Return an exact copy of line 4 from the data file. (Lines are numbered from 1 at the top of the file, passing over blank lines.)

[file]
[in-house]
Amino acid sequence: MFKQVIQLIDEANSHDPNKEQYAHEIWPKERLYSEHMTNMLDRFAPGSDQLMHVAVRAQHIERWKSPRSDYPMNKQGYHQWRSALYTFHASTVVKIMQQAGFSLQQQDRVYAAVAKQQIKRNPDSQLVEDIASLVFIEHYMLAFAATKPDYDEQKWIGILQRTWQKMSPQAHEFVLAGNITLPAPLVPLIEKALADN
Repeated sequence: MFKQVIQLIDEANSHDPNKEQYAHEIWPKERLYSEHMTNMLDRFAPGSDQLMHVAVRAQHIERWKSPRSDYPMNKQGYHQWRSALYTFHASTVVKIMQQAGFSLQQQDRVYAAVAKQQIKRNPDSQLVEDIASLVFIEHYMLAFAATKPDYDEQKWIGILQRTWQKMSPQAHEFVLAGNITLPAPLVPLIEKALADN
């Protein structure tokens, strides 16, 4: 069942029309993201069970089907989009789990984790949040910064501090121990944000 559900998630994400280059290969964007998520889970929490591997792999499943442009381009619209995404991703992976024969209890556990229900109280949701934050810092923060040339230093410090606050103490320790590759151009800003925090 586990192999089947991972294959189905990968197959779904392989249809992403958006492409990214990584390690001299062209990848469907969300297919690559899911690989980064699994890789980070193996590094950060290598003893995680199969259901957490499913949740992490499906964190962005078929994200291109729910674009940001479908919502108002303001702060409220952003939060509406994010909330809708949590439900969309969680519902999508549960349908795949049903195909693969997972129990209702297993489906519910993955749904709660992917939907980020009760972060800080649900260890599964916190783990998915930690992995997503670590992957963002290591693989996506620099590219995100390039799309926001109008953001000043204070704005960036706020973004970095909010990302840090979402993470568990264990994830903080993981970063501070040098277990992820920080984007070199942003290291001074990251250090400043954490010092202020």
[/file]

């Protein structure tokens, strides 16, 4: 069942029309993201069970089907989009789990984790949040910064501090121990944000 559900998630994400280059290969964007998520889970929490591997792999499943442009381009619209995404991703992976024969209890556990229900109280949701934050810092923060040339230093410090606050103490320790590759151009800003925090 586990192999089947991972294959189905990968197959779904392989249809992403958006492409990214990584390690001299062209990848469907969300297919690559899911690989980064699994890789980070193996590094950060290598003893995680199969259901957490499913949740992490499906964190962005078929994200291109729910674009940001479908919502108002303001702060409220952003939060509406994010909330809708949590439900969309969680519902999508549960349908795949049903195909693969997972129990209702297993489906519910993955749904709660992917939907980020009760972060800080649900260890599964916190783990998915930690992995997503670590992957963002290591693989996506620099590219995100390039799309926001109008953001000043204070704005960036706020973004970095909010990302840090979402993470568990264990994830903080993981970063501070040098277990992820920080984007070199942003290291001074990251250090400043954490010092202020």